Much to do about nothing? Or nothing much done?
Conservative opposition to health care reform soon will point to the loss of funding for organ transplants under Arizona’s Medicaid program (the Arizona Health Care Cost Containment System).
Before legislation was passed and before funding was axed, many of those same conservatives pointed out that the U.S. had the finest health care system and that “Obamacare” was threatening to spoil it. Soon some will be attempting to connect the dots between health care reform and the demise of the organ transplant program in Arizona. Certainly our august governor will either attempt to make this connection or will stand by smiling as others do.
But let’s get some perspective before we follow in this leap of logic.
As little as five years ago, many who had private health care coverage and who also needed an organ transplant found that their coverage was questionable, or that questions about coverage made it hard to get placed on the recipient list.
Advised by the surgeons on what to do, many engineered their finances to become AHCCCS eligible so that they could get on the list. Such engineering included sham divorces and losing employment. You see, these surgeons were happy to receive lower-scheduled AHCCCS/Medicaid payments than no payments under the less-than-reliable private health care plans.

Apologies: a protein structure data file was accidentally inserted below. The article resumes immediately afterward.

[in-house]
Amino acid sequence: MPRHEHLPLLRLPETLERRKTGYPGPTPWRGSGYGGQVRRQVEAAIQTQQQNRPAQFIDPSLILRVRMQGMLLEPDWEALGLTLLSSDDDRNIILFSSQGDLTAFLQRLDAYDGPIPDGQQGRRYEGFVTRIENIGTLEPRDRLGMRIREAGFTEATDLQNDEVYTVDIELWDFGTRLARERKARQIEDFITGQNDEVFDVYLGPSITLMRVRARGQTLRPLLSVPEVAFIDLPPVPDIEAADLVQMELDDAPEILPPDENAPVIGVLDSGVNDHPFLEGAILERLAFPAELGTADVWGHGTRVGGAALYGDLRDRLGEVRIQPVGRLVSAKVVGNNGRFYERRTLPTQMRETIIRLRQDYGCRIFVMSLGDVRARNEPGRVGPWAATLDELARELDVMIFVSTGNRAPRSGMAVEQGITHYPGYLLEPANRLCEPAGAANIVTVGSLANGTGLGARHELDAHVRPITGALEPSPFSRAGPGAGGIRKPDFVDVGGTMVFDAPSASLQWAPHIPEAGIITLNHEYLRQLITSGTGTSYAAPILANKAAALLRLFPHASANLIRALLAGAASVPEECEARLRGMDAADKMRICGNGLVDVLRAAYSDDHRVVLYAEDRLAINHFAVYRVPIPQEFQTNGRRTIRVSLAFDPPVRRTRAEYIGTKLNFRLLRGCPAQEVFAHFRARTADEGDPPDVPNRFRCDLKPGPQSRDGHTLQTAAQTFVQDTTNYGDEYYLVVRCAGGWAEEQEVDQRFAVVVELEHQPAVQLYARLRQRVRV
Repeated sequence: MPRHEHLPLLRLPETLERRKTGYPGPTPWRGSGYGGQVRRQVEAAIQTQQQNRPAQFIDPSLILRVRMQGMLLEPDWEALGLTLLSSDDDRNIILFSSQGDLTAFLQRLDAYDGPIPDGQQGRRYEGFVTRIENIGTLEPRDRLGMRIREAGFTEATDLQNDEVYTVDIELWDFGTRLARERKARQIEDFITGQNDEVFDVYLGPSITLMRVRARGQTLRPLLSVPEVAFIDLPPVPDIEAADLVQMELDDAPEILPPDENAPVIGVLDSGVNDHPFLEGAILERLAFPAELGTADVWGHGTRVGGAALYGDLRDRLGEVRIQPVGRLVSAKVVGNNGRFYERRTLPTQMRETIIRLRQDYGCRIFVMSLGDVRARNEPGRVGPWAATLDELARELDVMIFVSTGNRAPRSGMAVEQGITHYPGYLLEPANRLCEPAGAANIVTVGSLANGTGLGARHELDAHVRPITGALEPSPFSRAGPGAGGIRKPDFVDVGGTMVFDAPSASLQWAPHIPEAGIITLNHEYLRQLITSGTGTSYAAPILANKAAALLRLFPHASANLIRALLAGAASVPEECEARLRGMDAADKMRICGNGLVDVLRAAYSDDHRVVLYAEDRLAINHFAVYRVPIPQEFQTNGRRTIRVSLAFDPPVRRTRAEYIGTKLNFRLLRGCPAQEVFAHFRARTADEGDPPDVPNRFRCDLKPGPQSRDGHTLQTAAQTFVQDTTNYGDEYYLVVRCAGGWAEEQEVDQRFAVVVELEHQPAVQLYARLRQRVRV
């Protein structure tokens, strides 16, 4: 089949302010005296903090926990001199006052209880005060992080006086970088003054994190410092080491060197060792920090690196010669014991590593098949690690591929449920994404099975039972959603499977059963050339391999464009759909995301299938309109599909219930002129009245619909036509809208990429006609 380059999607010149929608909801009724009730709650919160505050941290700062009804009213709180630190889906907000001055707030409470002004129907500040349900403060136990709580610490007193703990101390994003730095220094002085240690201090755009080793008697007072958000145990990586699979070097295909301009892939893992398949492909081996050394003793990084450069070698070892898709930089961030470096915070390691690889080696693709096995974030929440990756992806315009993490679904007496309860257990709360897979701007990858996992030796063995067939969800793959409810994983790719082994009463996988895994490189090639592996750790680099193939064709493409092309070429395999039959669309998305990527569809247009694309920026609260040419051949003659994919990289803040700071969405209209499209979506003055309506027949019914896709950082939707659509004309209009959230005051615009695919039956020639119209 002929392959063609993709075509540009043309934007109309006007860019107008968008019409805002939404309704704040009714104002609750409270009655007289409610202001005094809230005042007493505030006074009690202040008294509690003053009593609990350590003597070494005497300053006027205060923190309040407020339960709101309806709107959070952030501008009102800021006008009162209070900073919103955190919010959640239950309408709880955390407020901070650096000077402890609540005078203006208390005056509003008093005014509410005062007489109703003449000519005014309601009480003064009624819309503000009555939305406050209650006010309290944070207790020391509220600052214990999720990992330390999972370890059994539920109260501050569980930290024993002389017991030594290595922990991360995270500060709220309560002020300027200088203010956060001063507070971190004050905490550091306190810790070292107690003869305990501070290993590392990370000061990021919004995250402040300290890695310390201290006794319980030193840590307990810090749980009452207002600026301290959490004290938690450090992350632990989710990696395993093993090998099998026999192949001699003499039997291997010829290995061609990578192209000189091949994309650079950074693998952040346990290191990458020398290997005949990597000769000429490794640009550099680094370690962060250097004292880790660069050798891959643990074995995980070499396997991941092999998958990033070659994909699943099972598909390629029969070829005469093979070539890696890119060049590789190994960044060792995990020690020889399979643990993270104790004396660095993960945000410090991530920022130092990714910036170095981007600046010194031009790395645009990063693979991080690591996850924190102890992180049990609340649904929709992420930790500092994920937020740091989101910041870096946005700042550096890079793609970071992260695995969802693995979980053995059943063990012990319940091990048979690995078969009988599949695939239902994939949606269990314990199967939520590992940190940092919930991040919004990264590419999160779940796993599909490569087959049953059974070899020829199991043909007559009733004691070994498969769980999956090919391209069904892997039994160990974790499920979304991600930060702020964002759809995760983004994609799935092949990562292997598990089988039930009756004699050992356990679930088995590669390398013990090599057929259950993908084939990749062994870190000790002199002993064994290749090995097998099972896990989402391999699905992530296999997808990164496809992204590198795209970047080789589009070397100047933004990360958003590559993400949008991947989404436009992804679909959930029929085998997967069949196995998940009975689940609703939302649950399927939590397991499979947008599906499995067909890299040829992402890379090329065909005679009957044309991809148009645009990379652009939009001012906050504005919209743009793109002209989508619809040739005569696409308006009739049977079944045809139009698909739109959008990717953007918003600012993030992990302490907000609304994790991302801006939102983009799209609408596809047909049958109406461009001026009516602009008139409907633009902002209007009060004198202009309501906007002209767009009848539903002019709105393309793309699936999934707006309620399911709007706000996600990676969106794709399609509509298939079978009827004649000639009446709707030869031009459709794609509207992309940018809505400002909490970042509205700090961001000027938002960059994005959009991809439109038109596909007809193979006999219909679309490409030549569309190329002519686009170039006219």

Recall, 20 percent of private health care insurance revenues were being spent on denying coverage, perhaps nowhere more frequently than with transplant claims. This occurred not only in Arizona, but elsewhere in places like Texas. And before the 2010 health care reform, Medicaid/AHCCCS patients often had access to this care. Now, due to decisions by our governor, they often do not.
AHCCCS did help control health care costs. But it could not and did not lead to expanded coverage by private insurers.
Wonder what will happen now that denial of private health care coverage will soon be prohibited? Thanks to Obamacare, we will be finding out.
So all of you calling for repeal of Obamacare, should you succeed with repeal, pray neither you nor any of your loved ones ever need an organ transplant, certainly not in Arizona!
Dale Whiting is a Chandler resident.